WARMINSTER REMEMBERS

WARMINSTER REMEMBERS

Remembrance Sunday is a day for the nation to remember and honour those who made the ultimate sacrifice to secure and protect our freedom. This year it took on an added significance as it marked the centenary of the Armistice that ended the First World War. Here at Warminster School, we usually commemorate the day with a whole school service on 11th November, but this year, for the first time, we joined forces with The Parish Church of Warminster St Denys and held a joint commemoration.

There was a strong feeling of warmth and camaraderie as the churchgoers, school pupils, parents and teachers gathered for this Service of Remembrance as a community. The Head Boy, Sam Broughton and Head Girl, Lucie Brinker jointly laid a wreath. Lucie is one of our German pupils and her involvement underlined the theme of reconciliation which was also in evidence at the Cenotaph in London when the President of Germany laid a wreath.

The Headmaster, Mark Mortimer, read The Act of Remembrance and the list of the thirty-nine former pupils and staff who gave their lives in the First World War. A considerable amount of work has gone into making sure that the list is accurate and that none of the fallen have been omitted.

Major General Andrew Kennett, a Governor at the School, delivered the sermon and spoke with clarity and emotion. He made reference to the work of the soldier-poets Wilfred Owen and Siegfried Sassoon and their writings. Sassoon, who lived in Heytesbury, wrote poetry that both described the horrors of the trenches and satirised the patriotic pretensions of those who, in Sassoon's view, were responsible for a jingoism-fuelled war.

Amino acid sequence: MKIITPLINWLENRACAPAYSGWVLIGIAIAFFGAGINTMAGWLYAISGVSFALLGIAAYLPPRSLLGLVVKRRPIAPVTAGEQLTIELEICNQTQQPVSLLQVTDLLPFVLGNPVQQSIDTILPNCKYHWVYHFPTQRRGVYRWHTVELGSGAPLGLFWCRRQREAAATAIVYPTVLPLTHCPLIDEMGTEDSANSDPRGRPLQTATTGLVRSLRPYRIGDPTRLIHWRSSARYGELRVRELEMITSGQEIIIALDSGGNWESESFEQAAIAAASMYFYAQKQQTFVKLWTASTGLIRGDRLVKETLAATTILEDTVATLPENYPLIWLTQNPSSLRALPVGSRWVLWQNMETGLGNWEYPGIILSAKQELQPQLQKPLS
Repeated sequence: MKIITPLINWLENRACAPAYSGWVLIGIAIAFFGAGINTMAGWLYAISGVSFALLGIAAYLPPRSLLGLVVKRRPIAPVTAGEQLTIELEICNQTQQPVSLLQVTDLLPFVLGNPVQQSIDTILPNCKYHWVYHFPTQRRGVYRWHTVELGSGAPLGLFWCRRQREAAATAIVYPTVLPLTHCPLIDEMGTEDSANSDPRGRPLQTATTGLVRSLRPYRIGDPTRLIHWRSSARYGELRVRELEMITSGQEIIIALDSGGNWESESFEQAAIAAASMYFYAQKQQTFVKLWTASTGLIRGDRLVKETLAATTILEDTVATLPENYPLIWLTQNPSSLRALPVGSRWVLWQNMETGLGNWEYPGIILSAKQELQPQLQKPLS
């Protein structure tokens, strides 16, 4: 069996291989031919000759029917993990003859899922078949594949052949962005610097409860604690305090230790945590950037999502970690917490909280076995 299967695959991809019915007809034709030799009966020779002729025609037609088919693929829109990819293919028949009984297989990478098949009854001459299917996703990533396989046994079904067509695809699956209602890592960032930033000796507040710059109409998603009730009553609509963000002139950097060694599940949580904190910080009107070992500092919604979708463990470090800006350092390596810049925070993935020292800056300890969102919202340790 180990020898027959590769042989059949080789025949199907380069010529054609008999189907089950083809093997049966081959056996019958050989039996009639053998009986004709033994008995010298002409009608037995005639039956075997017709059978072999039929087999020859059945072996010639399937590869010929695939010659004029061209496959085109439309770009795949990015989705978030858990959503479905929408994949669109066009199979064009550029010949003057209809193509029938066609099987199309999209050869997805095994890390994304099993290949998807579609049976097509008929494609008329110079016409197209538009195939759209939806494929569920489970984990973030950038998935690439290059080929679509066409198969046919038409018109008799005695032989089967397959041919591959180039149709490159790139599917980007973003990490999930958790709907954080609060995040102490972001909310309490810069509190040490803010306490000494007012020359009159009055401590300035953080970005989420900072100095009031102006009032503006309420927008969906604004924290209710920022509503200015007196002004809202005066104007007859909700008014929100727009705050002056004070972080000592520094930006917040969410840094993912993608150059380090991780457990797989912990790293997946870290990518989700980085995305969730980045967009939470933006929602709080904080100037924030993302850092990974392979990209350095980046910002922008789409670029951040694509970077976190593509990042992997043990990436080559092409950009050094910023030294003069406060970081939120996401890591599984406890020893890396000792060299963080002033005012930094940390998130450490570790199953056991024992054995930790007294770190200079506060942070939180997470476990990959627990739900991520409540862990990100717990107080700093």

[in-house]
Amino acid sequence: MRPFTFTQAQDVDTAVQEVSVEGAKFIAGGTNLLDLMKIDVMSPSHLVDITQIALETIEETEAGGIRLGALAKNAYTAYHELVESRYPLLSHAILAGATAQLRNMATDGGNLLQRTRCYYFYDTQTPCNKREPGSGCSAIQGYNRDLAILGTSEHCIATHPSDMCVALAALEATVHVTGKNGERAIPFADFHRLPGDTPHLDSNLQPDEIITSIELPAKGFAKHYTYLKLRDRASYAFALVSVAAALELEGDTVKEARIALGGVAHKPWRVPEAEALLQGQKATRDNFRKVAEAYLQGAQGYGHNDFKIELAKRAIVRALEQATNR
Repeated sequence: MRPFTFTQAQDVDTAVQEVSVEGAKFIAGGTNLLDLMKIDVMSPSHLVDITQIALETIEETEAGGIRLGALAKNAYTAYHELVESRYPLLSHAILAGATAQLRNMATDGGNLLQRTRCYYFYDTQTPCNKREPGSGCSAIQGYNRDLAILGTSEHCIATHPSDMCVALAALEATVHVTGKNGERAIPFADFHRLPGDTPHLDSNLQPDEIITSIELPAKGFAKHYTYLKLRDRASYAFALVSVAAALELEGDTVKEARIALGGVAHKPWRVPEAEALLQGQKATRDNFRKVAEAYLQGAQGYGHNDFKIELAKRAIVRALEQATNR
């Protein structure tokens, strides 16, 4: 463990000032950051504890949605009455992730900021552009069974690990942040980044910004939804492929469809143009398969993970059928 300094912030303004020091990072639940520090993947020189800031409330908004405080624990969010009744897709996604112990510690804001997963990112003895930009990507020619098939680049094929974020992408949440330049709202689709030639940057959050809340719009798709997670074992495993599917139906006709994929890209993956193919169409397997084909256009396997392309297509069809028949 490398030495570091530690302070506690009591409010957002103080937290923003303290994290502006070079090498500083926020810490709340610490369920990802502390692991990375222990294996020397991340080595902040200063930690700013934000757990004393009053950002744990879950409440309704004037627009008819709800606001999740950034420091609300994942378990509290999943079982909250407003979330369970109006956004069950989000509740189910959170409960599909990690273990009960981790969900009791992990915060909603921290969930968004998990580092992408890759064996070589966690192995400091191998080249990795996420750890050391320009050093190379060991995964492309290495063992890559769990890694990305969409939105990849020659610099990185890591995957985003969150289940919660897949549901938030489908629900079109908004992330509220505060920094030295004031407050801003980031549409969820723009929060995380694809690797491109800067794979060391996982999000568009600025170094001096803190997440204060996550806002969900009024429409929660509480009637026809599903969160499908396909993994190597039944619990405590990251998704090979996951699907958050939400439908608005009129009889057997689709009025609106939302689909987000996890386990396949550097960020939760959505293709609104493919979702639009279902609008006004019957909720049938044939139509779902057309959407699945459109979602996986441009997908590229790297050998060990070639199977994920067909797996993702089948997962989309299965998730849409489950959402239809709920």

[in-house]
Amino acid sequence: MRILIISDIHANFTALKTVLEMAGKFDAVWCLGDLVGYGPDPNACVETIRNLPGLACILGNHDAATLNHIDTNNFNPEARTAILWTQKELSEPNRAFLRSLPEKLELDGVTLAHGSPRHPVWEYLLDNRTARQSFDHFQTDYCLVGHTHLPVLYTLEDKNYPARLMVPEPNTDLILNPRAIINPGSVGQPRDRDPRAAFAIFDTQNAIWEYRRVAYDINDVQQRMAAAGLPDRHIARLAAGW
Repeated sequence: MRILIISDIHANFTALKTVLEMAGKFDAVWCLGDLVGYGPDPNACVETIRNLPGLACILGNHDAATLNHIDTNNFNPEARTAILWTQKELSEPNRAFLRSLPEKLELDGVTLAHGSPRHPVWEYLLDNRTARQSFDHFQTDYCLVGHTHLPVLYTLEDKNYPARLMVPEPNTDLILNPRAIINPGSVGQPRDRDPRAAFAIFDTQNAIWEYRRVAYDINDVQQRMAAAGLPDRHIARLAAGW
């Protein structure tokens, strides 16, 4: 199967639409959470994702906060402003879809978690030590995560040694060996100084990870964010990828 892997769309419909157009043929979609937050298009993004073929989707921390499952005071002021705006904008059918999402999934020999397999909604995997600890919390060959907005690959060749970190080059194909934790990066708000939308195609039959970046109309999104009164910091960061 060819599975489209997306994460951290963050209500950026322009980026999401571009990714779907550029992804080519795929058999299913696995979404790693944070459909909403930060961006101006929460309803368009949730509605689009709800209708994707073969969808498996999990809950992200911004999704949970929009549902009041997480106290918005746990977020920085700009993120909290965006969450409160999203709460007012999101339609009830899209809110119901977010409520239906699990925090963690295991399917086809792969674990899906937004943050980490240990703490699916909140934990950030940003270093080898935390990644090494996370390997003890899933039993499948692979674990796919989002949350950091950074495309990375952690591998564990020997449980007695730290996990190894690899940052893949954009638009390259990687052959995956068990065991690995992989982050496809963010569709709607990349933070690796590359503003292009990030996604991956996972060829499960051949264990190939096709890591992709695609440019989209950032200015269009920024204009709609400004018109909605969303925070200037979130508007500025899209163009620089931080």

Gillian Walmsley had organised - in conjunction with the Woodland Trust and Wiltshire County Council as their tribute to the centenary – the delivery of thirty-nine trees for the School to plant in memory of the thirty-nine fallen. After the Service, General Kennett and the Headmaster planted the first of the trees on School House Lawn.

Simon Rossiter, Head of Design Technology, had produced a beautiful plaque for the first of the thirty nine, Second Lieutenant Philip Lister, who was at the School from 1912 to 1914. He died on 9th April 2017, the opening day of the Battle of Arras,  and is buried at Bucquoy Road Cemetery, Ficheux. He was the youngest Old Verlucian to die, aged just 17. The fact that he was younger than a number of our pupils was not lost on the congregation and the mood was suitably quiet and reflective.

The remaining thirty-eight trees will be planted around the school in a Memorial Trail over the coming weeks.